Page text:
03 October 2010

Early autumn re-runs: How do I decorate my Tuscany dining room

This post ran originally on 27 February 2009. I used to be a lot more blunt in my reader question posts then I am these days but I think if I were asked this same question tomorrow I'd respond the same way.

Help! I am in the process of gutting my first floor and I'm going to get a Tuscany dining room. I want to decorate the room with bunches of dried roses but I'm worried that they're not right for a Tuscany theme.
Oh man, there is so much wrong here I don't know where to start. Before you spend a dime, stop what you're doing. Stop and then take $1500 out of your budget and fly to Florence for a couple of days. Well, maybe $2000. Whatever it costs, it will have a value that transcends its price. You see, while you're there you'll gaze at what the real Tuscany looks like and hopefully you'll forget all about this dining room you have in mind. Oh, and as a point of order, Tuscany is a noun and Tuscan is an adjective. What you have in mind is a Tuscan dining room, not a Tuscany dining room. If I have anything to say about it you won't have either, but I'm getting ahead of myself.

This Tuscan thing that you see in your mind is an entirely American invention. It's not even an homage, it's a cartoon. Here's what a dining room in the real Tuscany looks like. 

Note the lack of bunches of dried roses. There are no fake sunflowers or clots of plastic grapes either. There aren't any framed posters with nonsensical Italian phrases hanging on the wall, nor is there any faux painted brick. It's a basic, small table jammed into the space not already taken up by a tiny kitchen. It's neat as a pin, it's simple and it's orderly. But real Tuscan style isn't about decor or themed dining rooms. It's about views like this.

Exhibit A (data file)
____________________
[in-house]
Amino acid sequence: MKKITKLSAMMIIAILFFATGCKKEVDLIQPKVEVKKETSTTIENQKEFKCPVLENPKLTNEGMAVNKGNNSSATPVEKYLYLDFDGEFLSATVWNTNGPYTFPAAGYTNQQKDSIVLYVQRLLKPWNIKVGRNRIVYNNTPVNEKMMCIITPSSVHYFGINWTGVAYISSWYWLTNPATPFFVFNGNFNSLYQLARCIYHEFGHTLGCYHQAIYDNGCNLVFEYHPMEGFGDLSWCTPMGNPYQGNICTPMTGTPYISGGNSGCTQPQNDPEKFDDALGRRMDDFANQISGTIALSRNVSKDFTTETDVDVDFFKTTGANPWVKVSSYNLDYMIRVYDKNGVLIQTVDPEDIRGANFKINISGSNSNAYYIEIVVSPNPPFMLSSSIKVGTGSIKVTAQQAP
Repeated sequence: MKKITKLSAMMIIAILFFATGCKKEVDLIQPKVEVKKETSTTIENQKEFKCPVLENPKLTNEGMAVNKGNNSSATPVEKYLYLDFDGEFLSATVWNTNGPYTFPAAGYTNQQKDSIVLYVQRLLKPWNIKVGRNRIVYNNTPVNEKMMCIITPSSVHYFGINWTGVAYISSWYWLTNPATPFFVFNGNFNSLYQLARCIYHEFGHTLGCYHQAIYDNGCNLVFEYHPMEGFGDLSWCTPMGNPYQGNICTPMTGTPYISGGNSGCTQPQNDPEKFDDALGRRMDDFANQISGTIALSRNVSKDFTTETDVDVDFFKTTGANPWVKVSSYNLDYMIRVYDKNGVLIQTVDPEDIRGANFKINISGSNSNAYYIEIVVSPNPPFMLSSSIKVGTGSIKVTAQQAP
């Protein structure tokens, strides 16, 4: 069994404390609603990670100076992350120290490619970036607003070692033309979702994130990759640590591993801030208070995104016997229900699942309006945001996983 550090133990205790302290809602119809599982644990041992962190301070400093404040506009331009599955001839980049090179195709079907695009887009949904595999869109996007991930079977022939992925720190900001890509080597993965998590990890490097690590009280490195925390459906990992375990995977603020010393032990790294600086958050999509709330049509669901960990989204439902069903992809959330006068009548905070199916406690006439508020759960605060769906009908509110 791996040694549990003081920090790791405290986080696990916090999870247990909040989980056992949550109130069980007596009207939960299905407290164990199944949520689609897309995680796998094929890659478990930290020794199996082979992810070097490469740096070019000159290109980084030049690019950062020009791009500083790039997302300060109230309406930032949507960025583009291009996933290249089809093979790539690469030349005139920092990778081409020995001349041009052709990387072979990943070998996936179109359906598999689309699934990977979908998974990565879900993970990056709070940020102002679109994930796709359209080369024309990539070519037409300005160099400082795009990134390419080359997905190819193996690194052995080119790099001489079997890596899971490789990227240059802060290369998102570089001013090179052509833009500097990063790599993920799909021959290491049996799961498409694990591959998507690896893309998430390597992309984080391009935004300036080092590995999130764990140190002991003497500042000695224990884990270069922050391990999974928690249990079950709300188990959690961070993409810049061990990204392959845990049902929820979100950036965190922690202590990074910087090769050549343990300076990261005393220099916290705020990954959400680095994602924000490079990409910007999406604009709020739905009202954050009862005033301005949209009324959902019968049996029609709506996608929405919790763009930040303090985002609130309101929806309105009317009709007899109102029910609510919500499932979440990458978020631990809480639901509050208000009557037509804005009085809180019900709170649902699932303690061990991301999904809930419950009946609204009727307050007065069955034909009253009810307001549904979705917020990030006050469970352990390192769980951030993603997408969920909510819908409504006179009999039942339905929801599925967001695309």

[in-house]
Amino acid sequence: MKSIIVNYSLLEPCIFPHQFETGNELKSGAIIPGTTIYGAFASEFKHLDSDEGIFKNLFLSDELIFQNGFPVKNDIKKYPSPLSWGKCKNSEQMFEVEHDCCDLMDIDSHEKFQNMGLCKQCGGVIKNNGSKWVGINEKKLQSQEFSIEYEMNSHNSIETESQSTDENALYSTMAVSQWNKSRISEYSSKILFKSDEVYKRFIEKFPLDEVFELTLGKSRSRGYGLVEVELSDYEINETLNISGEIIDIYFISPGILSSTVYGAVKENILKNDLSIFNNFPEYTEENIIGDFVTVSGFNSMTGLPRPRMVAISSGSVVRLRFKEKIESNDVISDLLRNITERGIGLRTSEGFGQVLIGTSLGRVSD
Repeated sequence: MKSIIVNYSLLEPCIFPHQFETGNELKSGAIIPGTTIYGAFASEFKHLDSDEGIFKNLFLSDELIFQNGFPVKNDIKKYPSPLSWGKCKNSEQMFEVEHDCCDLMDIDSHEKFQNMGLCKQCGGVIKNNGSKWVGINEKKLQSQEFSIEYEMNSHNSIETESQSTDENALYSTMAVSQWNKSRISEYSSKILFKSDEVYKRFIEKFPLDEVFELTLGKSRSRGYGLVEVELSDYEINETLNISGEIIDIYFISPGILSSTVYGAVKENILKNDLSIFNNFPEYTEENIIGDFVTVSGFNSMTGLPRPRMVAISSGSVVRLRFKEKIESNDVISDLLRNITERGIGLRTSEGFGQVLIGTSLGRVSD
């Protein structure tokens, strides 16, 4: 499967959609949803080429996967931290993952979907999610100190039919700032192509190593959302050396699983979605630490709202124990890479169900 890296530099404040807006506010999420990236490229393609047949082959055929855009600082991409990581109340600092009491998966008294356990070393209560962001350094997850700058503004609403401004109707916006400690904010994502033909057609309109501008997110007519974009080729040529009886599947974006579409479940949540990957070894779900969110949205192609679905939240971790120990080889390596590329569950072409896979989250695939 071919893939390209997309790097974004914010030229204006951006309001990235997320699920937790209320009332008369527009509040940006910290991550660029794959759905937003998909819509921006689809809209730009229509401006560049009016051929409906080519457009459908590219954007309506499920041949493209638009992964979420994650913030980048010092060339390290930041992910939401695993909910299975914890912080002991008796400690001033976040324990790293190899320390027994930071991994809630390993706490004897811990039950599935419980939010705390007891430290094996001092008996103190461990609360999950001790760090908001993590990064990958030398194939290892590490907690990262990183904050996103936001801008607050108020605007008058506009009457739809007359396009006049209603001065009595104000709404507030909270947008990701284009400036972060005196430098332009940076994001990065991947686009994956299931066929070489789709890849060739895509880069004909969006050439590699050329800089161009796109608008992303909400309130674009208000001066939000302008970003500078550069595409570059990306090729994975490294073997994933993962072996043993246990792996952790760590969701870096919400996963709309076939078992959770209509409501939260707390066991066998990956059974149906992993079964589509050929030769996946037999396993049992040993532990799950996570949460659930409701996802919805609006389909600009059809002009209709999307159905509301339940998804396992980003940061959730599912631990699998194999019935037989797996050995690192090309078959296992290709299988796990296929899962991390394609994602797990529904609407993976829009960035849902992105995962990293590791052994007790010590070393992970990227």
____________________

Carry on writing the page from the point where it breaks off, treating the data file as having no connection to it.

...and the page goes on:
Or views like this.

Views like that beget a worldview that's entirely Tuscan and how things look over there are a product of that worldview. The real Tuscany is about making the best use of a small space. The real Tuscany is about embracing life, it's about authenticity, it's about quality over quantity in everything. There's no theme here, there's no attempt to recreate a magazine spread or a dream house from some Developer's unimaginative mind. The truth of the matter is that unless you can see the Arno river pass under your dining room window, no amount of clutter will give you a "Tuscany dining room."

Man! That room up there burns my eyes. Please don't do something like that in your home. Sorry to be so brutal but what you're asking is for some kind of permission to turn your home into a miniature Las Vegas and that's something I refuse to go along with.

Listen, your dining room and indeed your whole home should tell your story, not somebody else's. The things you decorate with should be your things and if you're going to buy a dining table, buy one that's classic enough and made well enough that you can pass it on to your kids. Then in 50 years when it's in your daughter's home that same table will tell your story as it passes into her story. I suspect that's the feeling you're after. A feeling of permanence and a feeling of knowing you belong somewhere. That sort of thing isn't a theme, it's a way of life.

So if you want to bring some Tuscan sensibilities to your dining room, by all means do so. But study the real place, not The Venetian or the Bellagio. While you're enjoying the quick jaunt over to Florence I so strongly recommend, have your photo taken with the Duomo in the background then get it blown up and framed. Hang it in your dining room. I don't think it's possible to get more Tuscan than Florence, and it'll be yours. Authentically.

If you like bunches of dried roses, go for it. Just be sure that you like them and that you're not just adding them to advance some kind of ill-advised theme. So instead of asking me if they're appropriate, the person to ask is you. What do bunches of dried roses say about you? If you're happy with the answer than hang them by the bushel. If you're not happy with the answer then don't. If you're not sure then don't do anything. It's pretty simple really.


  1. Passionately put and I agree with every word!